The story is found in Luke 15:11-32. But a little background first. Jesus attracted and hung out with some pretty unsavory characters: tax collectors and sinners. The religious leaders were offended: “This man welcomes sinners and eats with them.” They couldn’t understand why Jesus would hang with such riffraff. Jesus answered them by telling three stories: about a lost sheep, a lost coin, and a lost son. As I tell the story of the lost son—and his extravagant father—remember that Jesus is speaking to the Pharisees who have just criticized him for the company he keeps.

There was a father with two sons. One day, the younger son told his dad, “I want my share of your estate now.” Basically, he was saying, “I wish you were dead; all I care about is your money.” It was the most hateful thing he could say. What would you say if your son said that to you? I’d say, “Get lost, Bucko. And you can kiss your inheritance goodbye because I’m cutting you out of the will!” But this father was different. He did what his son asked and gave him the money. This is an extravagant father!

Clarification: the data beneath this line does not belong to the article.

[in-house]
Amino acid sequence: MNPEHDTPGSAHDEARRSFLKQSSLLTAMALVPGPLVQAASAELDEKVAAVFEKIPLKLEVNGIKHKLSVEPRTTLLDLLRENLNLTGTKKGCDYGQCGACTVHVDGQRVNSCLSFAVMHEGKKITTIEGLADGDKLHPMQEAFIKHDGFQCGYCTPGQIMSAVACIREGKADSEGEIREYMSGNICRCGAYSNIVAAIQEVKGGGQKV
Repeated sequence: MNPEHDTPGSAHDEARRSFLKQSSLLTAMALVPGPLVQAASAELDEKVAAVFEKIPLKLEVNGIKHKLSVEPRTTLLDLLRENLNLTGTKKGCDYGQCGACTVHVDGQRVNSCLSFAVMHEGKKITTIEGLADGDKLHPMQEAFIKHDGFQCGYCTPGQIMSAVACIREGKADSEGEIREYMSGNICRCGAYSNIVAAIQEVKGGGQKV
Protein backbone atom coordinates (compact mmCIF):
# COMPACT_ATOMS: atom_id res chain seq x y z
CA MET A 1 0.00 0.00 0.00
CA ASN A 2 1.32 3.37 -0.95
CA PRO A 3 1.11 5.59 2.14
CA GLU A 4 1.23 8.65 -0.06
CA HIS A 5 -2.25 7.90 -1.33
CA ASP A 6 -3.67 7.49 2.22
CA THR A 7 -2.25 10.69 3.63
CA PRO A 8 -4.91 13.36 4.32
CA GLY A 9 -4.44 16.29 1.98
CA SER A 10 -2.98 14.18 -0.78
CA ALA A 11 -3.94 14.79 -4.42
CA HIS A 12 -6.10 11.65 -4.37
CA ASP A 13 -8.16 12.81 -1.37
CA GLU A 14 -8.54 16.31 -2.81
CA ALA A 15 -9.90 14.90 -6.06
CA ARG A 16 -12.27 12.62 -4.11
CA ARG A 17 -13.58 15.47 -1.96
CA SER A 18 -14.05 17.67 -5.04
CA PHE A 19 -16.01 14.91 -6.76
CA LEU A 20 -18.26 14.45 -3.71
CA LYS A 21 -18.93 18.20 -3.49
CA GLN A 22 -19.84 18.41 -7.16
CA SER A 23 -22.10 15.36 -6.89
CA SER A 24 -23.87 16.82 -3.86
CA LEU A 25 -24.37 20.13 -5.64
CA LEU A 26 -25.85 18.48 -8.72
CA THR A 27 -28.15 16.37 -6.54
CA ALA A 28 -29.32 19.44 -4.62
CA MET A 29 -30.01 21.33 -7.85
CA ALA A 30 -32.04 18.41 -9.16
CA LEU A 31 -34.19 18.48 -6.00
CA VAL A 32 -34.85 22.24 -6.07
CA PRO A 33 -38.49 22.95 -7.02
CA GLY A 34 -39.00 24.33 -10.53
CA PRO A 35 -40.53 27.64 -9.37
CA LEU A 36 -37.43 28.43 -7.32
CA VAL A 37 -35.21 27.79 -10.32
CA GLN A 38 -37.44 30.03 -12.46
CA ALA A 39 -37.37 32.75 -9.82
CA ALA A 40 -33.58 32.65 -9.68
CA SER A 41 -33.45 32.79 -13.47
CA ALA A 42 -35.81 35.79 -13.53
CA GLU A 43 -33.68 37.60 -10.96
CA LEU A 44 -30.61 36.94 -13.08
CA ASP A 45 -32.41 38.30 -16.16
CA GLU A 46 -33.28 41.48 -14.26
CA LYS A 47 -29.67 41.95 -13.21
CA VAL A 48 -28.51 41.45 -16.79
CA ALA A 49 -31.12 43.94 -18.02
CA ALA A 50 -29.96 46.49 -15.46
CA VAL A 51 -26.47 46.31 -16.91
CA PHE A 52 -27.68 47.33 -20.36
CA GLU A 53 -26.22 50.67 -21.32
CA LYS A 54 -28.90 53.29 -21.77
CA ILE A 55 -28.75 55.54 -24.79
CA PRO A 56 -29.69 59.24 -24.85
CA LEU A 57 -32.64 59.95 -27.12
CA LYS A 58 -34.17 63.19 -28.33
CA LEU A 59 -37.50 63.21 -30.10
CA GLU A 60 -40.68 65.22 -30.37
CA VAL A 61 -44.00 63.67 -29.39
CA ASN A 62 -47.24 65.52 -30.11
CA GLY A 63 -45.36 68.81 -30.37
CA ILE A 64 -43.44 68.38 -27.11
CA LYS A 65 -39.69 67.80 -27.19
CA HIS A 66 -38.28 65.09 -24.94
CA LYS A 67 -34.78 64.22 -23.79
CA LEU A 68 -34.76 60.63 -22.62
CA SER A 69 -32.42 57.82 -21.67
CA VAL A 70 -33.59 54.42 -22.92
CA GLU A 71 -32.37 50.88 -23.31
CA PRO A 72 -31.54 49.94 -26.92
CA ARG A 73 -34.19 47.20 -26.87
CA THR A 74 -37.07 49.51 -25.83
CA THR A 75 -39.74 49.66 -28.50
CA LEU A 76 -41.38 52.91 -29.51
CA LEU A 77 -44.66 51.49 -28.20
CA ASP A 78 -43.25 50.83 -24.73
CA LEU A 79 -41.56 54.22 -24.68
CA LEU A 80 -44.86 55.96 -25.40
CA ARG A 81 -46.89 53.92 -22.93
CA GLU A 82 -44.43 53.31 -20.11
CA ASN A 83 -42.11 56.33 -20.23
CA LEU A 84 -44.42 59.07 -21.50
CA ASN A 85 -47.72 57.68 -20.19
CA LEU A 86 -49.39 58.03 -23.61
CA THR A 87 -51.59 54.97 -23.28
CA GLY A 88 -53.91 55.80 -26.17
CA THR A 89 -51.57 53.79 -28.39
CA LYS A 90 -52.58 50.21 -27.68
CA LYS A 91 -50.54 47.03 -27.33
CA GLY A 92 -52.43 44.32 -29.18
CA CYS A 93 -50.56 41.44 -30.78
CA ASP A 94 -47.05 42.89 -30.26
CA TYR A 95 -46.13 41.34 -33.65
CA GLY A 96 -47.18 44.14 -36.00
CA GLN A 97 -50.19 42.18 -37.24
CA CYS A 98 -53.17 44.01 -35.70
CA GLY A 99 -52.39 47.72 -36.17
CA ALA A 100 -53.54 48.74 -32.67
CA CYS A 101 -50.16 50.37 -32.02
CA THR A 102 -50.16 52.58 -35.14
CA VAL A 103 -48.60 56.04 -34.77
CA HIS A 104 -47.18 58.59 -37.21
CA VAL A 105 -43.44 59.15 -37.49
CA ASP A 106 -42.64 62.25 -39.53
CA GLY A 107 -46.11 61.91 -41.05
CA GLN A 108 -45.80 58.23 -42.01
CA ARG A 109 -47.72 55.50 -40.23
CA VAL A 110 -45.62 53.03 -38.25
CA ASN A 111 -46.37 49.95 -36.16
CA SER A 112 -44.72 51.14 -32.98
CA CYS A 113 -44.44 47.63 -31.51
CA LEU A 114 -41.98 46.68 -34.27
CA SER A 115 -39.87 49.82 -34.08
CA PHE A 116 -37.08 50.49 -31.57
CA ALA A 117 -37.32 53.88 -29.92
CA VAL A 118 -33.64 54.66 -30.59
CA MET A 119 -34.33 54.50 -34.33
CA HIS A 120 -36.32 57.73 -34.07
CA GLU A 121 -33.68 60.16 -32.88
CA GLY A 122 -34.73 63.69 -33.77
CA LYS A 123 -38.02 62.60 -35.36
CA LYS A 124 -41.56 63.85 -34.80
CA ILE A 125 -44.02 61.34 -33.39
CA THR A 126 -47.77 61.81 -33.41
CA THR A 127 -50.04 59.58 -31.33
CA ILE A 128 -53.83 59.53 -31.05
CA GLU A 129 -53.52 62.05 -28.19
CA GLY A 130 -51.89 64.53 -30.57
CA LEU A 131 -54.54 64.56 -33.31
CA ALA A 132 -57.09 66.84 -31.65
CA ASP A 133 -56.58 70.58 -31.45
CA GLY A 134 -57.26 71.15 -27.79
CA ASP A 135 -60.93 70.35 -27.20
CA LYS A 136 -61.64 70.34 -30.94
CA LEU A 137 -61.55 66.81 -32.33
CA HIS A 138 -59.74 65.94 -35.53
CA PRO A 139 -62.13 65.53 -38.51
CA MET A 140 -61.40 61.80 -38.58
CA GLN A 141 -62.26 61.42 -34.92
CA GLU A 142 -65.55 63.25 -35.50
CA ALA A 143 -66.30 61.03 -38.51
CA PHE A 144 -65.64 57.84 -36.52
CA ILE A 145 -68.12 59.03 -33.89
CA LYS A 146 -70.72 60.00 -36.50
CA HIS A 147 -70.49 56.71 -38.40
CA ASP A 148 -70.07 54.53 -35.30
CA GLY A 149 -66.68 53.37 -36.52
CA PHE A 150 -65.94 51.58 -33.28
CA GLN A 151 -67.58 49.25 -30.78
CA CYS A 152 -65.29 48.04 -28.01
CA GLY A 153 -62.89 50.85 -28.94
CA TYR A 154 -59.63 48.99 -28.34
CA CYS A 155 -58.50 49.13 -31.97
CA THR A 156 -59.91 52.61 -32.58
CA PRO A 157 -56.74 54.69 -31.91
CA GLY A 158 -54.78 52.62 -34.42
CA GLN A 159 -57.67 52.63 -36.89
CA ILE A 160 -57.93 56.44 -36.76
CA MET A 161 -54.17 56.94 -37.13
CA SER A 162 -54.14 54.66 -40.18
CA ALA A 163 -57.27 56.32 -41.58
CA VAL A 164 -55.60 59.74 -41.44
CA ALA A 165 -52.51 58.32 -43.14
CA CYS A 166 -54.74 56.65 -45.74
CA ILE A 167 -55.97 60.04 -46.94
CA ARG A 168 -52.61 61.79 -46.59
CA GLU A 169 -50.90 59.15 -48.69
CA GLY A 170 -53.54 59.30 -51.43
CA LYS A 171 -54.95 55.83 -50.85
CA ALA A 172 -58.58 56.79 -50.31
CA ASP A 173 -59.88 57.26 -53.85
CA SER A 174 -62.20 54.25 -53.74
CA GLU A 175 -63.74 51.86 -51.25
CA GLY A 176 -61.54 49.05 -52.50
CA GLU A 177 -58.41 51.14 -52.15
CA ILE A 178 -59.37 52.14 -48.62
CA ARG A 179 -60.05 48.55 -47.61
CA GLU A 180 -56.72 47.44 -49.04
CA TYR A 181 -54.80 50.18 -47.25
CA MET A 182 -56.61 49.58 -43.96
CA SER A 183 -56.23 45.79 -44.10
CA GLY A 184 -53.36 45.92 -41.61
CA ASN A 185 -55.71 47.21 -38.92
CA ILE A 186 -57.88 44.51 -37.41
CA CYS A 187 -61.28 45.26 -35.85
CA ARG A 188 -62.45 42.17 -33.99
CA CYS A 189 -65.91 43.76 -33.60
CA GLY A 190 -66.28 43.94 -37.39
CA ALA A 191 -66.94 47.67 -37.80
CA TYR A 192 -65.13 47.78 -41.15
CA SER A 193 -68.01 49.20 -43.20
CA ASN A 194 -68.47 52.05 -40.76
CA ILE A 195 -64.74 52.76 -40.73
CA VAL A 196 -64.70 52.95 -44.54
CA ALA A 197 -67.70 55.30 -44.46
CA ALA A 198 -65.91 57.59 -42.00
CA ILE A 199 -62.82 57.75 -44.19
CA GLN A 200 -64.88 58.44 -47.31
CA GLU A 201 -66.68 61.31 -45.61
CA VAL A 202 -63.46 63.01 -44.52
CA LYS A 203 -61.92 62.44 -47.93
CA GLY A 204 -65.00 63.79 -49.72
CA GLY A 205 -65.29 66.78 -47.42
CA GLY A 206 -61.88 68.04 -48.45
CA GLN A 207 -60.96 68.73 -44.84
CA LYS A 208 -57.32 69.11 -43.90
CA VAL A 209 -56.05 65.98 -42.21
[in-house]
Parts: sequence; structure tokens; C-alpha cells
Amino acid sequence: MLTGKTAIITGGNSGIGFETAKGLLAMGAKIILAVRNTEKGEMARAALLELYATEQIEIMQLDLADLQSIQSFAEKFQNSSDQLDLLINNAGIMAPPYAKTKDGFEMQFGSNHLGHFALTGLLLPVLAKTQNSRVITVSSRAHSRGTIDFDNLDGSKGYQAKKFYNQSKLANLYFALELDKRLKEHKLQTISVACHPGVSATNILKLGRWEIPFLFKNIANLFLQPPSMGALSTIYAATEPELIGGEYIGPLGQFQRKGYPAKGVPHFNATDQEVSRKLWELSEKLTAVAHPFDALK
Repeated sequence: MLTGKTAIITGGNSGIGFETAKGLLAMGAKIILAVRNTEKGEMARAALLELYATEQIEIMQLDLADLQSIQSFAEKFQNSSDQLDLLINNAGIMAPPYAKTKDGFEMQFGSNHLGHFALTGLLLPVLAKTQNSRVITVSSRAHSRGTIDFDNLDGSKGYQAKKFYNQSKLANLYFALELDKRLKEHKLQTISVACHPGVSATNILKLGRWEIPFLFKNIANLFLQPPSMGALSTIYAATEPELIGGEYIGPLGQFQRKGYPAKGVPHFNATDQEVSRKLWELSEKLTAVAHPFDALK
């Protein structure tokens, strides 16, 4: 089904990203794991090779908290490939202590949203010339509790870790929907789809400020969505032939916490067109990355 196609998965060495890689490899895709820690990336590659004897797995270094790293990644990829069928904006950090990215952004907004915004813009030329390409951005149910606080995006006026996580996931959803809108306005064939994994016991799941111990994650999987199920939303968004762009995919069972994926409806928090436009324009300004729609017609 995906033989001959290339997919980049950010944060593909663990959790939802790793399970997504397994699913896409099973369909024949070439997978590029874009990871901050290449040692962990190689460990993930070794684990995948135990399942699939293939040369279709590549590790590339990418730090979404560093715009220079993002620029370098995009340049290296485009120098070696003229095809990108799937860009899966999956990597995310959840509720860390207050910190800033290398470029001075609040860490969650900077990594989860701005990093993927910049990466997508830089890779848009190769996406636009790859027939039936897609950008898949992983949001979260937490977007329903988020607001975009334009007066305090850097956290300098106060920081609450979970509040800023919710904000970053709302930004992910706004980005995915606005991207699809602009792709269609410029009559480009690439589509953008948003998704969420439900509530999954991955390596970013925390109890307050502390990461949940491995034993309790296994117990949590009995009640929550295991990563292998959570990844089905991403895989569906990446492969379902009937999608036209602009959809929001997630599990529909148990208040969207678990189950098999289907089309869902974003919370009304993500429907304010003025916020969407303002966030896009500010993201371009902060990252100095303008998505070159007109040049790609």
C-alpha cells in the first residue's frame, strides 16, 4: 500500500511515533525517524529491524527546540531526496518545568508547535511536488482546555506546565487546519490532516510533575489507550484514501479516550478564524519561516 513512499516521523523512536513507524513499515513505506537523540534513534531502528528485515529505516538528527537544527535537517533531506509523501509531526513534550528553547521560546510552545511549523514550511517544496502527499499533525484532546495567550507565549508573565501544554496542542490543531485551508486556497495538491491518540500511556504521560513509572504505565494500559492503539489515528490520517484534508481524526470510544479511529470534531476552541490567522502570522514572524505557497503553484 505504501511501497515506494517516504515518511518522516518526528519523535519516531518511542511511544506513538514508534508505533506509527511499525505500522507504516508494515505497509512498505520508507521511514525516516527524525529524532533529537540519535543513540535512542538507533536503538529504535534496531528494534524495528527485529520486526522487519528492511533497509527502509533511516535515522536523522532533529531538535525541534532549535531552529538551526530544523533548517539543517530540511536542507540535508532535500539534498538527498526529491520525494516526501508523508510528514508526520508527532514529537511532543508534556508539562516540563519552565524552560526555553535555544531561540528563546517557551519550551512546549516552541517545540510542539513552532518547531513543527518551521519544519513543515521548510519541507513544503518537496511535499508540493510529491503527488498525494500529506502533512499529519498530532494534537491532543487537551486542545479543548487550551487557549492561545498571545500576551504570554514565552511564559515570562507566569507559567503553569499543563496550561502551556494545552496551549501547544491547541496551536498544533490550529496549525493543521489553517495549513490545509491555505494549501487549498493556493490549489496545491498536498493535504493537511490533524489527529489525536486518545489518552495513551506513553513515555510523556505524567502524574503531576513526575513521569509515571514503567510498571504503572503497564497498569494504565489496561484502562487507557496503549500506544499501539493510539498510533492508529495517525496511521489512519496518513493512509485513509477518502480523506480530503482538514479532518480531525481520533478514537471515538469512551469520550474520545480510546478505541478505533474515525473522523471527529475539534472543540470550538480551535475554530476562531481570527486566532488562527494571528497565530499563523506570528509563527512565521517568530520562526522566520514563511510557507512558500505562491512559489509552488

Not long after, this son fled the country. He took his newfound wealth and moved as far away from dad as he could. Has anyone ever had a child who wanted to get as far away as possible? This kid did. And then he started living! Wild living! He burned through the money like there was no tomorrow. But tomorrow finally caught up with him, and he woke up one day totally broke. About that same time, the economy crashed, and he couldn’t get a job anywhere. Finally, he took a subsistence job slopping hogs—not exactly kosher for a good Jewish boy—and he was so hungry that the hog slop started looking good. He had hit rock bottom.

Fortunately, the hard landing woke him up and he came to his senses. He realized that back home on the family farm, the hired help were eating better than he was. He thought, “I’ll go home and apologize. I’ll ask my dad to take me back, not as a son—I don’t deserve that—but just as a hired hand on the farm.” And so he set off for home, apology ready.

What was he counting on? That his father would be compassionate. That his father wouldn’t turn him away.   He knew his father well enough to know that he could still go home, even after his terrible behavior. He knew he had an extravagant father.